Overlay Networks: Is SDN-Lite Good Enough for Now?
It’s been said, by myself and others, that the most direct way to a software defined network (SDN) is to purpose-build one from scratch. Even with the benefit of modular infrastructure, however, this is easier said than done. Fact is, the typical enterprise does not have the resources to simply remake their entire network architecture.
That means many organizations will have to make do with laying SDN atop legacy networks, imperfect as they may be, most likely using one of the various overlay techniques currently making the rounds. The general consensus seems to be that overlay technology will work reasonably well on legacy infrastructure, but they become more flexible and resilient when supported by new white box infrastructure or specialty hardware from platform providers like Cisco and Juniper.
Of course, this leads to the question: how much network flexibility do businesses really need to accomplish business objectives?
According to tech analyst Kurt Marko, many users are starting to wonder if full-blown SDN is a worthy goal after all. His work with the Open Network User Group (ONUG) centers largely on overlay networks and other priorities like integrated Layer 4-7 services and software-defined wide area technology, none of which fall under the purview of the legions of OpenFlow-based controllers currently rolling off the assembly line. Perhaps in time, OpenFlow will gain the necessary support for a wide range of networking applications, but at the moment, most vendors are only on board with the earliest version of the protocol (1.0), and there still isn’t a standard OF software control platform.
For companies like Cisco, this represents both danger and opportunity. The danger is that if the enterprise community starts to think that conversion to a full SDN platform like Cisco One or the Application Centric Infrastructure (ACI) is overkill, hardware sales are likely to take a tumble. But if overlay technology is just enough to whet the appetite for advanced network abstraction, the company is in a pretty good position when it comes to tightly integrating SDN with underlying hardware to deliver on features like greater visibility and improved management and control capabilities.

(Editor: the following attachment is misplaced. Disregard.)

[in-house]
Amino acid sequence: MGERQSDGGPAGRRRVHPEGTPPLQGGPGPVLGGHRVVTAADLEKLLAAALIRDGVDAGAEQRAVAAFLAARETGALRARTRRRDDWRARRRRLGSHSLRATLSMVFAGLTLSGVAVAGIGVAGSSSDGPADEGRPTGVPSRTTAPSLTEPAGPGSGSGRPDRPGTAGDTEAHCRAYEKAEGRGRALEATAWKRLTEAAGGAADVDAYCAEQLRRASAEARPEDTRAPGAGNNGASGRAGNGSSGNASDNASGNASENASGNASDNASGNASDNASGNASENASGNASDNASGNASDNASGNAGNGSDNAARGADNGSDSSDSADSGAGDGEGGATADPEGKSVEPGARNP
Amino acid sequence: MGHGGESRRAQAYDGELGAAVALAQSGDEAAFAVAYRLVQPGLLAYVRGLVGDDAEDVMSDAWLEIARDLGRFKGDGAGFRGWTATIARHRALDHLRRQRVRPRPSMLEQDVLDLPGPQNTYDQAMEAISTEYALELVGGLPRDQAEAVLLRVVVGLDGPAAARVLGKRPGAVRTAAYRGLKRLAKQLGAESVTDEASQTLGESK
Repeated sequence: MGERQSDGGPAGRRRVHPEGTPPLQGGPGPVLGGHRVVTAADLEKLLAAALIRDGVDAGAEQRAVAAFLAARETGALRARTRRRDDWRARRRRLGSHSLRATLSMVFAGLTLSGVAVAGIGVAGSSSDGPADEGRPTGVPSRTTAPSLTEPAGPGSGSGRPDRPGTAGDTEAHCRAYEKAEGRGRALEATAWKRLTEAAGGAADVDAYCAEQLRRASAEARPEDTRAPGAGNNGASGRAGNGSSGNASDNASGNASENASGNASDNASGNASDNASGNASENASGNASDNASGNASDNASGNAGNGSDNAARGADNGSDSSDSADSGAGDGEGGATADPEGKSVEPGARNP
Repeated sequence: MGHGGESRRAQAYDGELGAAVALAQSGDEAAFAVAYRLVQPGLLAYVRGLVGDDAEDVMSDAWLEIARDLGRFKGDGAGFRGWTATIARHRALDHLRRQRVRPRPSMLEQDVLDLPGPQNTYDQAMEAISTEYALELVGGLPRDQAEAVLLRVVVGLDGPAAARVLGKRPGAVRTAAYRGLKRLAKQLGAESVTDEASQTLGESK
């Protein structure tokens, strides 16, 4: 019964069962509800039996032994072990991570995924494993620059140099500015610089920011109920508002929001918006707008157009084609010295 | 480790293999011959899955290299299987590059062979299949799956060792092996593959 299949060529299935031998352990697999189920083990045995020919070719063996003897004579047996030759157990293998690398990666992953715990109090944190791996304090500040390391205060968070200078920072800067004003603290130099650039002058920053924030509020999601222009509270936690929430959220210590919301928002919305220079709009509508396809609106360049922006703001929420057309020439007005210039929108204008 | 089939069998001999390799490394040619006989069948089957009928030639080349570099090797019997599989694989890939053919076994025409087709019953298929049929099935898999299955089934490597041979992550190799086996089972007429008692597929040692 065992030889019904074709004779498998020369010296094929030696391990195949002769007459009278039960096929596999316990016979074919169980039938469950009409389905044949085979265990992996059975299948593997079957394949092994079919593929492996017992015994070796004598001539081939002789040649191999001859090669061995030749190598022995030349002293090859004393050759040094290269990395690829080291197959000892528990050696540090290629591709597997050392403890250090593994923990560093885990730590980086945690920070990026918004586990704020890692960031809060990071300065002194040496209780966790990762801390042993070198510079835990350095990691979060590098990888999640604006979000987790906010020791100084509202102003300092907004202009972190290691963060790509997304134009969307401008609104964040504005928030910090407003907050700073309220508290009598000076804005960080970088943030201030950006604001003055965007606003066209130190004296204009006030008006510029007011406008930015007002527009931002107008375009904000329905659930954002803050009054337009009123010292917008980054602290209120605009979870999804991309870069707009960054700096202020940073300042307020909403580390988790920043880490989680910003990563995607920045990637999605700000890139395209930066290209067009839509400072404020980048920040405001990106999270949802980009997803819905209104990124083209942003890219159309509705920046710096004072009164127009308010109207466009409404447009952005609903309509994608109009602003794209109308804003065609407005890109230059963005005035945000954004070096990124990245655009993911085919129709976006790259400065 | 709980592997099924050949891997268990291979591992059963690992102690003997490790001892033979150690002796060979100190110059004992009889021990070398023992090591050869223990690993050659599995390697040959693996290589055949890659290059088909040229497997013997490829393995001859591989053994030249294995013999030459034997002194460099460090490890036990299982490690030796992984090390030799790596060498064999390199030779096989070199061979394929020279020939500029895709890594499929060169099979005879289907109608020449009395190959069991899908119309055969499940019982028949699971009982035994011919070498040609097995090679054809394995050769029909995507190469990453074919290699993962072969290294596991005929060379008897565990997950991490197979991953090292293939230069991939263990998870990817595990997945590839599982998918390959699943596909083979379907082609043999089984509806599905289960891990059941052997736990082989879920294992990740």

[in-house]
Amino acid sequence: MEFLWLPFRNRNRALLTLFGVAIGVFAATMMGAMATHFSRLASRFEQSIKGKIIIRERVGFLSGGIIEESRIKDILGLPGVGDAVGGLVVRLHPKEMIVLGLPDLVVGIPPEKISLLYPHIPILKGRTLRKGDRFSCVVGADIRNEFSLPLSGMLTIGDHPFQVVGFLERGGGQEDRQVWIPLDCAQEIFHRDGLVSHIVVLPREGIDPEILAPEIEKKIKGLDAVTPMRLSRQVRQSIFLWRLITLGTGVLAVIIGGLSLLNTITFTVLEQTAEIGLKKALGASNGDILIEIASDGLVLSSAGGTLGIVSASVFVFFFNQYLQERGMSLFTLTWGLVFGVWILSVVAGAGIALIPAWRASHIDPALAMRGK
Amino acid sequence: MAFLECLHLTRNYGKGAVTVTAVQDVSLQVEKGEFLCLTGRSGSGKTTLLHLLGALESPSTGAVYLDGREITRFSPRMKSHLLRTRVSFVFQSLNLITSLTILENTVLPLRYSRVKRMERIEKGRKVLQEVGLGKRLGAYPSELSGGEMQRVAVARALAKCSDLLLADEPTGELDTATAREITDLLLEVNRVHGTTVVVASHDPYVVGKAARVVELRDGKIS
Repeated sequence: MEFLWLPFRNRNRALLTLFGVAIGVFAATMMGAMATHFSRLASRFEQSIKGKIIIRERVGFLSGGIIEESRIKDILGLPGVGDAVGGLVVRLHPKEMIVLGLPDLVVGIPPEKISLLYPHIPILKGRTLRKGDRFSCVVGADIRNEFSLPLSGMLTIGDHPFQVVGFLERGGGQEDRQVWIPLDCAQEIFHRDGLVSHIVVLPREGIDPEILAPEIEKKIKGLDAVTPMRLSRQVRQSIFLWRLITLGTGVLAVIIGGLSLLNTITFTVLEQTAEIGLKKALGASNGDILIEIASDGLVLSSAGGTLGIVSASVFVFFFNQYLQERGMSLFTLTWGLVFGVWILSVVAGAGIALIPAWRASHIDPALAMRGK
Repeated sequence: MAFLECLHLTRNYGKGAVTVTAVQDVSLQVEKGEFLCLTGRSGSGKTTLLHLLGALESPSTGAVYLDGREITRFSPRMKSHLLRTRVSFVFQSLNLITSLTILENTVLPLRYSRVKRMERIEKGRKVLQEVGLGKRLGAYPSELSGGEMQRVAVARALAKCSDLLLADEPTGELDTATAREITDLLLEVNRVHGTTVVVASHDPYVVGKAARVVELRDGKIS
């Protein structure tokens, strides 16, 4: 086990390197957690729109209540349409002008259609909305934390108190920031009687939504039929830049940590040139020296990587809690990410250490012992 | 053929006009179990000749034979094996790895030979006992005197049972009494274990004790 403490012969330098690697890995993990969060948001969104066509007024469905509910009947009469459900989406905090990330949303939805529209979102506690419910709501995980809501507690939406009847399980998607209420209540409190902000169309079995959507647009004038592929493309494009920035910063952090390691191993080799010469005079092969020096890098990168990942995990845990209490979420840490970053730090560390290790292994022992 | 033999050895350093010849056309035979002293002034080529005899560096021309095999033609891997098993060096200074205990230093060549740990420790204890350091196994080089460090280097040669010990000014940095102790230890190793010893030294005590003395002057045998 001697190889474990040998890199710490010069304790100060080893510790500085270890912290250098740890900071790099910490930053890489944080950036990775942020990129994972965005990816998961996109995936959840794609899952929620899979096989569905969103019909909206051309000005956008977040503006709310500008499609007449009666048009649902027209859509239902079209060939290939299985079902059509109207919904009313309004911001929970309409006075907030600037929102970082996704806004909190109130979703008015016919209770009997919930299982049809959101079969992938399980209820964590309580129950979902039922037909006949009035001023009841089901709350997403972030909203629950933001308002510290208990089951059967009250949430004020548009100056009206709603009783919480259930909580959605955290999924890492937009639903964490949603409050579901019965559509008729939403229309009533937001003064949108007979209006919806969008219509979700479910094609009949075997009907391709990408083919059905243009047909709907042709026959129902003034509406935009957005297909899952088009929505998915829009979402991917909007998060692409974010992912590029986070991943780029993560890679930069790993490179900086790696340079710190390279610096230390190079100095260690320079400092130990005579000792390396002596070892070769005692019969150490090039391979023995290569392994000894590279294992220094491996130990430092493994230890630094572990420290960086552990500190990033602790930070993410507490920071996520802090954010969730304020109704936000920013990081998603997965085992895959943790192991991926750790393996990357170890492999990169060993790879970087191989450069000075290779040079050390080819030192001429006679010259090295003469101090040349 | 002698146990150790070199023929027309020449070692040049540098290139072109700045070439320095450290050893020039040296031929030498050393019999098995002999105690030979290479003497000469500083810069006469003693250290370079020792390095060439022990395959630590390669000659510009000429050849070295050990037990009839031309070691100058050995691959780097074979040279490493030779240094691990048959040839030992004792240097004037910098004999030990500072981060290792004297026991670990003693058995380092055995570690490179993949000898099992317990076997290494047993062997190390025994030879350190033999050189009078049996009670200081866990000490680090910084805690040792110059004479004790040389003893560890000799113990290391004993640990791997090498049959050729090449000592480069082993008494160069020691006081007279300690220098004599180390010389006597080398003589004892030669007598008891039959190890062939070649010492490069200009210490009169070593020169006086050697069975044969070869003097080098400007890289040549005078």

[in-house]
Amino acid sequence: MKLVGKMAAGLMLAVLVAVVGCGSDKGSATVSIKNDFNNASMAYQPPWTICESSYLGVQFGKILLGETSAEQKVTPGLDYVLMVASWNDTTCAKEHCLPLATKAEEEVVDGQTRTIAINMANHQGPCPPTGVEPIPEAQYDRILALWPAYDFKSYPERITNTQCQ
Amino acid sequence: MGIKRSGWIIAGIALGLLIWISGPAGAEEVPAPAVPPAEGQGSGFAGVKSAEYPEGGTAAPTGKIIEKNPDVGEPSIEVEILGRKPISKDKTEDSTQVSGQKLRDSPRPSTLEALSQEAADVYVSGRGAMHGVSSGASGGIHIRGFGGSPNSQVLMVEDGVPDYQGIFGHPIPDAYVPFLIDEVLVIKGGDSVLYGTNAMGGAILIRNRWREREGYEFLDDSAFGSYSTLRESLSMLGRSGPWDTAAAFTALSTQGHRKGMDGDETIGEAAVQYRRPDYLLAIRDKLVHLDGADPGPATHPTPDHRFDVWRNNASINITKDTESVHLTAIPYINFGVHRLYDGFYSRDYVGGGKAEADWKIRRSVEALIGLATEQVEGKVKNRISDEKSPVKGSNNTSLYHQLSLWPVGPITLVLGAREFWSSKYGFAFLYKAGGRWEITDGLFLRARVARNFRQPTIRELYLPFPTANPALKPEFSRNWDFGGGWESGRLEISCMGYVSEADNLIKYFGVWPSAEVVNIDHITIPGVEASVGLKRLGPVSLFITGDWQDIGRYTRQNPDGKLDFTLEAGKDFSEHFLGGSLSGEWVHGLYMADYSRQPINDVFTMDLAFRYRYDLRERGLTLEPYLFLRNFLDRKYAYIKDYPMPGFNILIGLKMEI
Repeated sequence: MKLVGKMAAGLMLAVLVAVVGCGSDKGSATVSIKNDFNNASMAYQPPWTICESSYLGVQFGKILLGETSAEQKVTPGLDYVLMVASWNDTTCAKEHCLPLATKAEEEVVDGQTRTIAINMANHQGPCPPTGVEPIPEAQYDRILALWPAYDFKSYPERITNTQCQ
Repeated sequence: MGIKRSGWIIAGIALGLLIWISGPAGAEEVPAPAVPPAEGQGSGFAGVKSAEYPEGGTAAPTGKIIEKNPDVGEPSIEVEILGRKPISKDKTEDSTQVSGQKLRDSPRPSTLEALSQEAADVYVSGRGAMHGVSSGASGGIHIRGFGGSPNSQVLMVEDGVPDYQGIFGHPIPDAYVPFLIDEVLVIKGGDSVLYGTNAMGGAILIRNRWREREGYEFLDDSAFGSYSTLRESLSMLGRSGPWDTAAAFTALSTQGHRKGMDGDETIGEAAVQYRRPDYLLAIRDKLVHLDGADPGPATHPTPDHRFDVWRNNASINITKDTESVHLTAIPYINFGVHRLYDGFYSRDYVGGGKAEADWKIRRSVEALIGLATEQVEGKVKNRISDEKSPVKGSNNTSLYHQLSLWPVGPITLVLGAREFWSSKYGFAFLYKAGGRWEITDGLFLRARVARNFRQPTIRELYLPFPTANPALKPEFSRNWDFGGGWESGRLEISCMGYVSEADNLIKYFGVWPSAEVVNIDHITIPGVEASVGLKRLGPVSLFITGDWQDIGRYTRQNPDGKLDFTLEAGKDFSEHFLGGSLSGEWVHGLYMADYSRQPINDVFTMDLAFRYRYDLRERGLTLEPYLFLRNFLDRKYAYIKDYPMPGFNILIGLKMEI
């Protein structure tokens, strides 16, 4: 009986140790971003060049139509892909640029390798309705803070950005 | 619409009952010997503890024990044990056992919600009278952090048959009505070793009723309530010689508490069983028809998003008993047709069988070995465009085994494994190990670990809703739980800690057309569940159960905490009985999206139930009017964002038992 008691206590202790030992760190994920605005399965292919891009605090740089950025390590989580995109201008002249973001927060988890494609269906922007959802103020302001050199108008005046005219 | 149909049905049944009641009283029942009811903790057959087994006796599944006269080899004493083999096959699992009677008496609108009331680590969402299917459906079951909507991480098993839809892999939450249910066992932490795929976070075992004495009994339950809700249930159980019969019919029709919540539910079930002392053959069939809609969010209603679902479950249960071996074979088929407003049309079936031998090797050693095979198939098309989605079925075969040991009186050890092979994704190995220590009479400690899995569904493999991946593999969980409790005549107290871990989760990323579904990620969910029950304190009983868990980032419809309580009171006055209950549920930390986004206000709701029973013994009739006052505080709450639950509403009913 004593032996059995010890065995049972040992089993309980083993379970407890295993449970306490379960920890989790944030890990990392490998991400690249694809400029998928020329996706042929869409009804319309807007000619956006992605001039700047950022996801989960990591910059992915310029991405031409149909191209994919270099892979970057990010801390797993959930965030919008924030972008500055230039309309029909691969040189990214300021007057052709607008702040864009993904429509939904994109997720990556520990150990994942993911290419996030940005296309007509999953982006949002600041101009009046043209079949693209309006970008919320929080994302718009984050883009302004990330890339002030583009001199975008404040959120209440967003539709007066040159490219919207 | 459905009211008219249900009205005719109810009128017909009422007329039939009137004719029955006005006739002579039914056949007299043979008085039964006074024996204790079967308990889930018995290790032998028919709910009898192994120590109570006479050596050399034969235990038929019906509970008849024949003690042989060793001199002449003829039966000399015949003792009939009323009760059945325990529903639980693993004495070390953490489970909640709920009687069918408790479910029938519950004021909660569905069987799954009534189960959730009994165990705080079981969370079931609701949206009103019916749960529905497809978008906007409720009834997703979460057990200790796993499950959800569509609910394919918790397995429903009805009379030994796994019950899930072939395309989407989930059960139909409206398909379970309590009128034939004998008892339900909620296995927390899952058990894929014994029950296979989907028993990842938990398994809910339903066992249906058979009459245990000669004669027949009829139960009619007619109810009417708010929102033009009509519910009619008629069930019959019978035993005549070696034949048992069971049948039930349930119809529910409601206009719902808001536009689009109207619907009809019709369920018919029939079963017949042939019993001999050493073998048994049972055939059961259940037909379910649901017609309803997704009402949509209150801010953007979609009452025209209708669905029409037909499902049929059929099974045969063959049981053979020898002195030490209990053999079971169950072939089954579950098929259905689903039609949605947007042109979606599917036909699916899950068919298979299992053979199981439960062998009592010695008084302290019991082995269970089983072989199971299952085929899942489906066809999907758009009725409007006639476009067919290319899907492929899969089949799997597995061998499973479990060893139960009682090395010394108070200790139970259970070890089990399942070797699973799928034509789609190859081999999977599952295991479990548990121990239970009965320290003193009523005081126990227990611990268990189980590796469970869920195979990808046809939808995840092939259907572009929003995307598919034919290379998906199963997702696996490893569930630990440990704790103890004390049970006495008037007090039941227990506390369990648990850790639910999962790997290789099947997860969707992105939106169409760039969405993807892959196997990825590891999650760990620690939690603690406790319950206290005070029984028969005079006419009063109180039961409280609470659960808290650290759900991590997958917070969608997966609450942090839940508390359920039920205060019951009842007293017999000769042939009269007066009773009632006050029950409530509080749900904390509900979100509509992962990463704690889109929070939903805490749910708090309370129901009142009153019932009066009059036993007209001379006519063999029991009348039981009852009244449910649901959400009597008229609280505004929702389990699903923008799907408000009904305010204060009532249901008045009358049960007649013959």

HP, too, has a lot at stake in the success of network overlay technology. The company utilizes the VXLAN format to transition current VLAN deployments into full Network Virtualization Overlays (NVOs). These can be used to create logical networks that extend way beyond the 4,000 or so IDs available on the typical VLAN. And by way beyond, we’re talking multiple millions. At the same time, the company says it can abstract network extensibility off of physical hardware, making it easier to build and maintain network topologies that stretch across broad geographic areas.
Overlays can be used for more than just SDN, though. In fact, some designers are promising network versatility without SDN at all. Cumulus Networks, for example, recently teamed up with Midokura to devise a new server design that enables line-speed application connectivity between physical and virtual servers. The system uses the Cumulus Linux OS build and the MidoNet overlay system to run traffic through a VXLAN Tunnel Endpoint (VTEP) gateway. In this way, organizations will be able to utilize web-scale infrastructure for legacy database software and other applications that don’t lend themselves to virtual environments.
These and other issues are reasons why a good network architect is such a valuable asset in the data center. A simple overlay network may not provide all the bells and whistles that a soup-to-nuts SDN platform offers, but it may suffice for the time being for organizations that have clearly defined goals in mind. At the same time, the normal refresh cycle can be reworked to incorporate longer-term goals like cloud-scale dynamic networking and application-based network configuration.
In that regard, SDN is more of a strategy than a specific technology or networking protocol. When it comes to building solutions, abstract network architectures will prove extremely flexible, but that doesn’t mean everyone has to deploy them using the same, or even similar, platforms.
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